I've rambled on enough! As Usual! LOL! Thanks for sharing and giving me a chance to exercise my brain this morning! Many hugs to you both,

    <3 Katie

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  10. Glad you enjoyed your trip.

    Life today is sure different nowadays. Very few occasions to play 'dress up' or at least my version of 'dress up'. Now, anything goes.

    It's the table etiquette that bothers me more than the dress. Like Katie, talking with your mouth full, shoveling food into the mouth as if they're starving, head down, or God Forbid, even sniffing the food are all things that drive me bonkers. The dress - not so much.

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  11. It all comes down to respect and good manners, doesn't it? I'd like to think that ttwd couples don't exhibit the kind of behaviour that you and Jack describe. We had a similar experience on holiday recently. There was a dress code in the hotel restaurant but it was not enforced, anything seemed to go. Harry and I dressed up, attracting attention but I think it was probably of the "Who do they think they are?" kind! It's very sad that manners have declined over the years. As my parents and Harry's drummed into us from an early age, "Good manners cost nothing."
    Rosie

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  12. Nice post both of you. I agree with the principles here. Respect, attentiveness by making time for one another without phones etc. I am terrible regarding my phone. :(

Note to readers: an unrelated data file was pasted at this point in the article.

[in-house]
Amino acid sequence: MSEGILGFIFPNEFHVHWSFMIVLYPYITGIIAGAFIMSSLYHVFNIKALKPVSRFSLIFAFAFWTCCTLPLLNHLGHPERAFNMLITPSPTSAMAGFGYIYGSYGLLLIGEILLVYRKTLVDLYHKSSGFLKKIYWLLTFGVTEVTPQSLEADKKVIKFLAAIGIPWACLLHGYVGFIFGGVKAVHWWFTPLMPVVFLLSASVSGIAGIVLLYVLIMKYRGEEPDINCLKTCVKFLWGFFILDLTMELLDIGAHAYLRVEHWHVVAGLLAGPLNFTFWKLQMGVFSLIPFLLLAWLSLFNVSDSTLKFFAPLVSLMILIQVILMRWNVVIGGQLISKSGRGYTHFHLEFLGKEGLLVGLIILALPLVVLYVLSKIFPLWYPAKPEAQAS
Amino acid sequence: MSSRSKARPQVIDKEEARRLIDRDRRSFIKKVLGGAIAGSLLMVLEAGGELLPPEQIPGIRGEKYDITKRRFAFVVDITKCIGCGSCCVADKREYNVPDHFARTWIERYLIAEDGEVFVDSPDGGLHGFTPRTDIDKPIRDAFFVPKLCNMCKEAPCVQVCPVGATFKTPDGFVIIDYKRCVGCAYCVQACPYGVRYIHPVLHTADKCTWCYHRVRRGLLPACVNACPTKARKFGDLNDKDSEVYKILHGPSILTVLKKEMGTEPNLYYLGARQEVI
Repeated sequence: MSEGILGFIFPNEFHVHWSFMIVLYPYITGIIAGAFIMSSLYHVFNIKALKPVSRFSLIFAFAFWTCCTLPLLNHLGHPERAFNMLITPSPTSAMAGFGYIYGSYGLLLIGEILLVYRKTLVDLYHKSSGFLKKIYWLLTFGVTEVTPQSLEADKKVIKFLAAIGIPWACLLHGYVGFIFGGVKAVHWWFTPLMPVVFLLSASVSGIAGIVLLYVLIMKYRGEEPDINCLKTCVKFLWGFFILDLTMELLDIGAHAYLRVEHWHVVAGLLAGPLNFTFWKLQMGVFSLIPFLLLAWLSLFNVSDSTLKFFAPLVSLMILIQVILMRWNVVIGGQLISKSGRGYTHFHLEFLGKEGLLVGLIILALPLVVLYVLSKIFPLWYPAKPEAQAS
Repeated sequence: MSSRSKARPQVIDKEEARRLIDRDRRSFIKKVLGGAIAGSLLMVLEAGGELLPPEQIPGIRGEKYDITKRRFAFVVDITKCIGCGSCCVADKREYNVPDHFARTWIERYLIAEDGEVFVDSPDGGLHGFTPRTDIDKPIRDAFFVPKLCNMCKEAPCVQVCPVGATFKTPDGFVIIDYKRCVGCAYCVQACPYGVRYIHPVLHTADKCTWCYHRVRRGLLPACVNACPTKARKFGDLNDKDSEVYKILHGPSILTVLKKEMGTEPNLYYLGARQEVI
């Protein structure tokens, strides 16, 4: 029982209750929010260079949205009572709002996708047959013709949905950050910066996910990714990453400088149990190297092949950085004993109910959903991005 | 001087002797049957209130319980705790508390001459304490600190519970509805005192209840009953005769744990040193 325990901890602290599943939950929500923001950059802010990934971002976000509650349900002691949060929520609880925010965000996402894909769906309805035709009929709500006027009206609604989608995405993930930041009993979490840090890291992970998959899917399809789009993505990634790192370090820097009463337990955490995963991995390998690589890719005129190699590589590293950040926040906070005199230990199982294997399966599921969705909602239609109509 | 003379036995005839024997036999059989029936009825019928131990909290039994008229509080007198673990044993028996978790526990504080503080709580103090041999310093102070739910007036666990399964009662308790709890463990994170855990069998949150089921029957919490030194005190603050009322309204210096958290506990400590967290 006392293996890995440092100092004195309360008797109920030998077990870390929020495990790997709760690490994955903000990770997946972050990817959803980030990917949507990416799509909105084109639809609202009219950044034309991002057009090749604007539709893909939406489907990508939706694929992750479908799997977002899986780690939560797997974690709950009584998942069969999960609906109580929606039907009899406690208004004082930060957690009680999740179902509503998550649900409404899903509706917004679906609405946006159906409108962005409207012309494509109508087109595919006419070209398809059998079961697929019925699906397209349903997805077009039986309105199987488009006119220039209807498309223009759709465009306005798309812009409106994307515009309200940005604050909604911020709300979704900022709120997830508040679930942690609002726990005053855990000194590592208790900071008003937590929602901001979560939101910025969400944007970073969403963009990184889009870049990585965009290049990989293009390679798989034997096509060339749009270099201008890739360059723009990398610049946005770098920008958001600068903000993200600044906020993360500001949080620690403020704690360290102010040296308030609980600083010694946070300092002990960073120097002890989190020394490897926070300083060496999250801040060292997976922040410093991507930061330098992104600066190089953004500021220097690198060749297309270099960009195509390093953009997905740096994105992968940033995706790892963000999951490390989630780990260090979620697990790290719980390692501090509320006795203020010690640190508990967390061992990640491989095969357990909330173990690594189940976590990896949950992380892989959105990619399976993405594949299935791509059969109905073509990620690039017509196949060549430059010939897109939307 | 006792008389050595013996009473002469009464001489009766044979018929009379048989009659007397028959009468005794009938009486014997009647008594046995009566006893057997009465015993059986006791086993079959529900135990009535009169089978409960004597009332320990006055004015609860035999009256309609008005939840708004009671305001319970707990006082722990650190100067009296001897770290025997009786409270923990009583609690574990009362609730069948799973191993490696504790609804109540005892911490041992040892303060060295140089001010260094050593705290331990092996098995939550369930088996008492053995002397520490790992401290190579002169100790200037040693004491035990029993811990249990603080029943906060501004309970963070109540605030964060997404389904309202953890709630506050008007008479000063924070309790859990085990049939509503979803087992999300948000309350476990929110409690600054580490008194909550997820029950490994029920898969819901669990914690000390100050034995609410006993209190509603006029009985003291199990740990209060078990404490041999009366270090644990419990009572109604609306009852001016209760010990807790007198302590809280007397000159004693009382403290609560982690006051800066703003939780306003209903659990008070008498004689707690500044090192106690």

I really love when we can be more formal at times.
    I do believe that everyone's perception of manners can be different. My guy and I differ some. He was raised with cultural differences that put more emphasis on be quiet and eat, whereas my large family emphasized discourse and etiquette around the table. I've gotten into some trouble with my bossiness in this area. I'm not saying my husband is a mannerless guy just that he does things differently. However he always dresses for the occasion and loves when I do as well. He opens doors, and walks with me making sure I'm always okay, among many other things! Thanks you two!

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  13. This actually made me teary. We are still struggling to find our way but he is trying so hard. It's not a "natural" thing for him to lead but when we are out in public we are most definitely in the present and with each other and I feel like the luckiest lady in the world. I do wish there were some class for a couple like us. Plz know your blog is a HUGE help. Glad you two had fun!

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  14. Love, love, love. I love this post from both you and Jack. I had TBG read it to and he really agreed with Jack. I knew he would and was laughing as I read it. Manners and etiquette are so important!! And very important to teach your children!